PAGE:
Suggested replacement reading activities:

  • Self-help books related to ending a tech obsession
  • Read a book in a genre unfamiliar to you to build new neural pathways

 

Second, get moving

Online pursuits involve a significant amount of time being immobile; sitting, neck looking down, and body fairly still. The human body is designed to move in order to stay physically healthy. Of all the activties which promote a healthier mind and body, movement tops the list.

Activities which promote movement:

  • Start by getting outside more
  • Go for a walk
  • Eventually go for a run
  • Join a gym
  • Visit a climbing gym. Ask for a trial lesson.
  • Hit the swimming pool.

Third, start to eat healthier

Online pursuits involve a significant amount of time being immobile; sitting, neck looking down, and body fairly still. The human body is designed to move in order to stay physically healthy. Of all the activties which promote a healthier mind and body, movement tops the list.

Activities which improve healthier eating:

  • Go through your fridge and throw out all the junk
  • De-sugar your environment. 
  • Spend time reading the ingredients on your food labels. 
  • Find a recipe book with food you’ll actually cook
  • Throw out the pop, soda, and energy drinks.
  • Sign up to take a cooking class
  • Invite someone over to cook with you. Making pizza’s together is a good place to start.

reSTART your life.

call 800.682.6934

Is Video Game Addiction Stealing My Child’s Motivation?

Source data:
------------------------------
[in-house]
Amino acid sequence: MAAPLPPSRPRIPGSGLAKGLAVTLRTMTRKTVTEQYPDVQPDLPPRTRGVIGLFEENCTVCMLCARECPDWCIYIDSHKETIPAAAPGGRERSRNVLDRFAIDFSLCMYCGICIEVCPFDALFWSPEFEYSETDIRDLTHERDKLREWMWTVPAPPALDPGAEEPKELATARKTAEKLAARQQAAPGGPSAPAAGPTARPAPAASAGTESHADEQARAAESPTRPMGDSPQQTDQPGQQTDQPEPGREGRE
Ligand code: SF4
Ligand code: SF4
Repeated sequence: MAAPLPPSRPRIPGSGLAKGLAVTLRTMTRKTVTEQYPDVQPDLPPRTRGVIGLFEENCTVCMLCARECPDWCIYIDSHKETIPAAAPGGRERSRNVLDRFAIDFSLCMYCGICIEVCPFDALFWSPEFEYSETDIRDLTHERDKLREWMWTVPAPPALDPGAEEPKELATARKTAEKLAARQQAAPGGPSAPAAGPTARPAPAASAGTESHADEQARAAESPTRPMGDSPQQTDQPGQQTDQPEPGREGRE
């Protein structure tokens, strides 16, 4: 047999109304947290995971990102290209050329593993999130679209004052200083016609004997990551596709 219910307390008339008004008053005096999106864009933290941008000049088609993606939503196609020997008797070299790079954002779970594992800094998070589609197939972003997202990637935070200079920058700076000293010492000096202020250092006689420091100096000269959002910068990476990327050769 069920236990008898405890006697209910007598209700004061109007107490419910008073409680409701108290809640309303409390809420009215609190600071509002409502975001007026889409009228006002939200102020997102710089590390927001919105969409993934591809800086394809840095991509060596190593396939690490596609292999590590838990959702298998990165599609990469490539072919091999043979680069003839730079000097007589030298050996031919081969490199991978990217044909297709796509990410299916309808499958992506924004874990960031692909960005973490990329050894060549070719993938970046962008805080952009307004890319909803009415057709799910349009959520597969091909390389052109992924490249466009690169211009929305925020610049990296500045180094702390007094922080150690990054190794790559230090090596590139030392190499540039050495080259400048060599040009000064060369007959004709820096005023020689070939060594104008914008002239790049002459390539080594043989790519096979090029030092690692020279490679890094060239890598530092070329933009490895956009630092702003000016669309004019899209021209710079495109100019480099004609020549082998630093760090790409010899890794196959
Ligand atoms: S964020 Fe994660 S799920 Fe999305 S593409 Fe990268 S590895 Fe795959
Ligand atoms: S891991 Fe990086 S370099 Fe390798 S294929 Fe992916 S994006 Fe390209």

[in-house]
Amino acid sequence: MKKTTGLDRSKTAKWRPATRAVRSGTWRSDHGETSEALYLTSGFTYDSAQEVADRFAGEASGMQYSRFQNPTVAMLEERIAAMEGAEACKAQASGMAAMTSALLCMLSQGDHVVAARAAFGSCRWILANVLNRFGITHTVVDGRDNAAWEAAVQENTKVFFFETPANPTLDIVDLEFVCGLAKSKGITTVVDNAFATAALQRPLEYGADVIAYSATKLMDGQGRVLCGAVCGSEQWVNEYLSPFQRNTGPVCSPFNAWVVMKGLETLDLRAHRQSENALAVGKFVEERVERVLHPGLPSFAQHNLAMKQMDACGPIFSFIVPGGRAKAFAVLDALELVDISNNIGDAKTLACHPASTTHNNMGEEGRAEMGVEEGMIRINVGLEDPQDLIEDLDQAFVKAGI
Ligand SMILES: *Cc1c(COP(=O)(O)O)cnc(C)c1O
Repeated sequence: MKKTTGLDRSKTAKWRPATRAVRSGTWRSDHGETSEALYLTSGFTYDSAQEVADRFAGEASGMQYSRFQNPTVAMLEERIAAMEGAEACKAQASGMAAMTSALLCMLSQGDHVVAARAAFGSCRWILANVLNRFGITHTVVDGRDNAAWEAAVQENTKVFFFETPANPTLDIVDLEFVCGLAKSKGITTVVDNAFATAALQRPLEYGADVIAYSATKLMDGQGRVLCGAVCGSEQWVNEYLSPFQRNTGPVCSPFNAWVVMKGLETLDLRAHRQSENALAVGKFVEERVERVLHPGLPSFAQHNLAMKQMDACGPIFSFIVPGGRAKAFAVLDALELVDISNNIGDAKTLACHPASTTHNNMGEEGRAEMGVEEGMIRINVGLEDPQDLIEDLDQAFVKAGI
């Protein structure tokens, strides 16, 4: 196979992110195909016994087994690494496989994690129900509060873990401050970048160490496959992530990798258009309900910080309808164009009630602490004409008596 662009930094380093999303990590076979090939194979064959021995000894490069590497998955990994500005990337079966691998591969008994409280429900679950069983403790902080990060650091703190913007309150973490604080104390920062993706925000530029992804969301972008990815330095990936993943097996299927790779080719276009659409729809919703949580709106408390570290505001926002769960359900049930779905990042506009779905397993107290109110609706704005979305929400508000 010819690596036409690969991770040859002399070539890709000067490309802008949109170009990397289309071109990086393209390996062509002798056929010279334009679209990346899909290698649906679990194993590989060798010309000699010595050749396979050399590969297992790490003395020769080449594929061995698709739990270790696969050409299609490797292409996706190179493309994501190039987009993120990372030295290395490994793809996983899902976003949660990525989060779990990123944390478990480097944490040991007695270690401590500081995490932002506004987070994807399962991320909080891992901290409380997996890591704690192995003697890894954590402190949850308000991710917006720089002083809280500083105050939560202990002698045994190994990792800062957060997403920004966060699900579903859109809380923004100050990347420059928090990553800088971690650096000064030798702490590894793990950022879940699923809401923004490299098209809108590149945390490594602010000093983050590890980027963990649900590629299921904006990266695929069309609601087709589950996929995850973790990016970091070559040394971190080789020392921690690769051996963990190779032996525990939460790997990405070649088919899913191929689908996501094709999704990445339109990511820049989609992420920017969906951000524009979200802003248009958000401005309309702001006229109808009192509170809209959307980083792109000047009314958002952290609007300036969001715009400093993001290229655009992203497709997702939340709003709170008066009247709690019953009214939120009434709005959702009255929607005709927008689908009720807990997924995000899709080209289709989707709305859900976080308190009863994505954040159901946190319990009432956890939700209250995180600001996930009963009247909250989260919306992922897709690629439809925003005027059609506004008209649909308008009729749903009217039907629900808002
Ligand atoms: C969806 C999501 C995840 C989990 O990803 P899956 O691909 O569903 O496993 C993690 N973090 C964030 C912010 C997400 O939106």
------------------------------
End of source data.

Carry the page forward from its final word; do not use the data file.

Is Video Game Addiction Stealing My Child’s Motivation?

How Do Video Games Affect Motivation, Leading, Potentially to the need for Video Game Addiction Treatment?

Video games may distort a person’s perception of effort, achievement, reward, progress and growth. While the extent of this impact on people could vary, prolonged exposure certainly has the potential to exacerbate these effects (up to 4% of all gamers become addicts, according to a conservative estimate by the World Health Organization last year). This is because video games are created to keep a player’s attention through sustained, instant gratification. There will always be another level to overcome, better armor to find, more items to collect, a score or leaderboard position to beat, etc. At all times throughout the game, there will be multiple achievements and an intertwining, low-effort/high reward dynamic that is in no way reflective of principles of achievement in the real world.

Can Video Games Affect My Child’s Brain, Making Him or Her Vulnerable to Video Game Addiction and the Need for Treatment?

Our brains are constantly changing to our environment, adapting so that it can most optimally operate. The way that the brain changes refers to a phenomenon known as neuroplasticity, the ability to change neural structures as a result of learning and experience. Because of the brain’s ability to adapt, it is possible that video games can condition a mind to learn that growth and progress are instantaneous, sapping the motivation and energy to engage in long-term planning and delayed gratification. If the brain learns that instant gratification through video games satisfy its need for reward, how can energy for sustained effort through long-term, meaningful pursuits ever become realized?

What can I do? When Do I Need to Seek Treatment for Video Game Addiction?